Iran’s Captive Voices
TEHRAN—In September, the last political prisoner who believed in the Islamic Revolution died in my prison. He was in his fifties, and he was the opposite of the reformists that make up the majority of those incarcerated by the Iranian regime currently. Those prisoners do not believe in Khomeini’s revolution, and have put forth plans for reforming the Islamic Republic.
I am one of them. Eight years ago, I was arrested by the Basij, Iran’s brutal domestic militia, for my subversive ideas about Iran’s future. The regime’s security forces charged that I had become corrupted by foreign media pressure, and was a pawn in the West’s attempt to foment a “soft war” of ideas inside the country.
But my intellectual evolution was anything but artificial. In my career as a journalist, I had visited and interviewed more than ten thousand dissidents, reporters and human rights activists about the pressure they faced from the government, and what political change they were demanding. In many cases, I spent more time with them than their own families, and this provided me with an opportunity to understand their thinking.
Their argument was clear—and compelling. They rejected the Islamic Republic as an artificial, inauthentic edifice, and resented the Ayatollah Ruhollah Khomeini for deceiving them both before and after the revolution. Their opposition came in many forms: leftists, monarchists, separatists and Mujahedin-e Khalq.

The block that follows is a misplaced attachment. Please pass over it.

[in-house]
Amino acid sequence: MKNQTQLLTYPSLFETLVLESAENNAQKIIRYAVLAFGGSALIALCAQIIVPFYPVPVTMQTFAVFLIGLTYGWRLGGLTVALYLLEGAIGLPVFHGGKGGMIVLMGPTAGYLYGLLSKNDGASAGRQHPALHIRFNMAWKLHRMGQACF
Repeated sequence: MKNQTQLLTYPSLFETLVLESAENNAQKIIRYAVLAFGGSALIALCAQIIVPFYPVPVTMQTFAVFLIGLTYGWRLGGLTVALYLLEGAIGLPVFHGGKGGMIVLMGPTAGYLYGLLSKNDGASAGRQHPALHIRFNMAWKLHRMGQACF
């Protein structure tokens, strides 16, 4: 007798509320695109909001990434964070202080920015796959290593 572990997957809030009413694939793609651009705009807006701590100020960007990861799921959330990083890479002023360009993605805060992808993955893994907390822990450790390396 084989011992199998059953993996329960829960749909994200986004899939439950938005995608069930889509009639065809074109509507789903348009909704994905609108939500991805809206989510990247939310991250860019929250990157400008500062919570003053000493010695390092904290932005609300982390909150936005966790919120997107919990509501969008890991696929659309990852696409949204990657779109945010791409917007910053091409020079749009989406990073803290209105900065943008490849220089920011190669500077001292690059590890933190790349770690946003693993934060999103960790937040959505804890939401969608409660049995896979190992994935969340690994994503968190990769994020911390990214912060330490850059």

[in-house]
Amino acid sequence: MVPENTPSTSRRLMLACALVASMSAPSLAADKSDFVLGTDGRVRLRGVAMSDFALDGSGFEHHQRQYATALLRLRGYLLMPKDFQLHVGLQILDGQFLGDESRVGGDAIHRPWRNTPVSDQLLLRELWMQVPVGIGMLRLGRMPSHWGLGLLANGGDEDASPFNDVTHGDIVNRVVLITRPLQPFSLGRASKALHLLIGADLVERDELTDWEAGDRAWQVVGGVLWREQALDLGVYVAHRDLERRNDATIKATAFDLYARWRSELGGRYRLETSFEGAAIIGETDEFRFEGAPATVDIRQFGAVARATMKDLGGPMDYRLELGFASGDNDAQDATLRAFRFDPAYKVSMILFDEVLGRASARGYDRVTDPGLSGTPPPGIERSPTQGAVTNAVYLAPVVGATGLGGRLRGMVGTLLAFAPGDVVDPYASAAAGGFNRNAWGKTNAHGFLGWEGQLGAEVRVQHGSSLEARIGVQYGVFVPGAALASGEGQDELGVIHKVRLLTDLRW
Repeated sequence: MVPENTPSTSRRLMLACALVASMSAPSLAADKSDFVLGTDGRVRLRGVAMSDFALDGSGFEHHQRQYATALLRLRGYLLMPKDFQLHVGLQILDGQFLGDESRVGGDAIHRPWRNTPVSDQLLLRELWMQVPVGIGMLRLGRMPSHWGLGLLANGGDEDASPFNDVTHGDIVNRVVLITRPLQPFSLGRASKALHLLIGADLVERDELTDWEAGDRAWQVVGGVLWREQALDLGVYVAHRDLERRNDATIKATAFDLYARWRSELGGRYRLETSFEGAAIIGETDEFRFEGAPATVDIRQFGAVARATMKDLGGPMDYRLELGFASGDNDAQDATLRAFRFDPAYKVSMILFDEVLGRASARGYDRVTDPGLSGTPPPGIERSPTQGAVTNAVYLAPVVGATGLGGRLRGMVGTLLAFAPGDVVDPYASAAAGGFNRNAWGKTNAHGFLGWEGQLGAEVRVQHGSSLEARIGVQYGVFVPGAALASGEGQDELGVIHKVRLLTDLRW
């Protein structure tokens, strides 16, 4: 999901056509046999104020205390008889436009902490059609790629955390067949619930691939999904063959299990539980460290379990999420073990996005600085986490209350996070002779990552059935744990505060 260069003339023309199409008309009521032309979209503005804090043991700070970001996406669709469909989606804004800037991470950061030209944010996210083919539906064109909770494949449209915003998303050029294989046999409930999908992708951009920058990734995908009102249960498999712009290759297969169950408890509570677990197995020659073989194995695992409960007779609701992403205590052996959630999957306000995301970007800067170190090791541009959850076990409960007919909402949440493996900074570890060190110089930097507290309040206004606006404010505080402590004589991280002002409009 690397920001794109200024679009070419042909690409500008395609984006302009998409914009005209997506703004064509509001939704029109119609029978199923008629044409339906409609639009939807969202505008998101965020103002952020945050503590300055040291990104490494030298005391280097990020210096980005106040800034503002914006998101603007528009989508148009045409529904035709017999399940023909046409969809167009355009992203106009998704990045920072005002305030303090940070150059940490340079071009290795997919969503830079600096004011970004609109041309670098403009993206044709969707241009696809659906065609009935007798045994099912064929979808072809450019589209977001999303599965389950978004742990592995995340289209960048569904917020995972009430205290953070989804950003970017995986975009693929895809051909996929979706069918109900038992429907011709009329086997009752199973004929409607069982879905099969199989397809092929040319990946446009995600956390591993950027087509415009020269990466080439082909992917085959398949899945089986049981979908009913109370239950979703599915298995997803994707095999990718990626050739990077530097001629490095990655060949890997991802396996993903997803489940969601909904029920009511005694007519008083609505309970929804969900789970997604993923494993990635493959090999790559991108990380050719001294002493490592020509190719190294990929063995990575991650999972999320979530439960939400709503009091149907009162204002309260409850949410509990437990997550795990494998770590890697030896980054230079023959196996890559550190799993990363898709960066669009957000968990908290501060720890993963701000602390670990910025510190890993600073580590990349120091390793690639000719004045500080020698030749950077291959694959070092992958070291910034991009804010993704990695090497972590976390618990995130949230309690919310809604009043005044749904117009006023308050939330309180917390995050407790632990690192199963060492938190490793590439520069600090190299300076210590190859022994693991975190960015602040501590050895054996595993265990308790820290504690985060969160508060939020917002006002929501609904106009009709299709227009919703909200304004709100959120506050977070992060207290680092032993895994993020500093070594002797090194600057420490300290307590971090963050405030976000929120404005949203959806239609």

Today, there is no viable alternative to the Islamic Republic. Most of the regime’s political opponents have been relegated to the margins of national politics—or to prison, where many have undergone a process of radicalization. For most of us behind bars who remain committed to the principles of democracy and freedom, there is only one way to fight the Islamic Republic and its ideological agenda: through education.
We have discovered that people must be stripped of their traditions and superstitions, and informed about the true political direction and ideology of the regime that governs them. We have researched, studied and organized workshops in political wards to promote modernist ideas. We have supported dissidents and human rights activists on the Internet to raise awareness about the repressive religious nature of the state, its rigid rules and human rights violations. In return, I and other dissidents have been arrested, tortured and sentenced to death.
The regime’s reactions demonstrate the depths of its fear. In today’s information age, with the availability of the Internet and social media, it has become more and more difficult to deceive the people.
This environment has also given us new avenues to disseminate our ideas. We do not support religious government. We demand a free civil society. We seek democracy and freedom in a nonviolent way. Most of all, we want peace inside and outside of our borders. The only way that we can achieve it is by empowering our civil society.
Vahid Asghari is an Iranian journalist currently imprisoned in Tehran.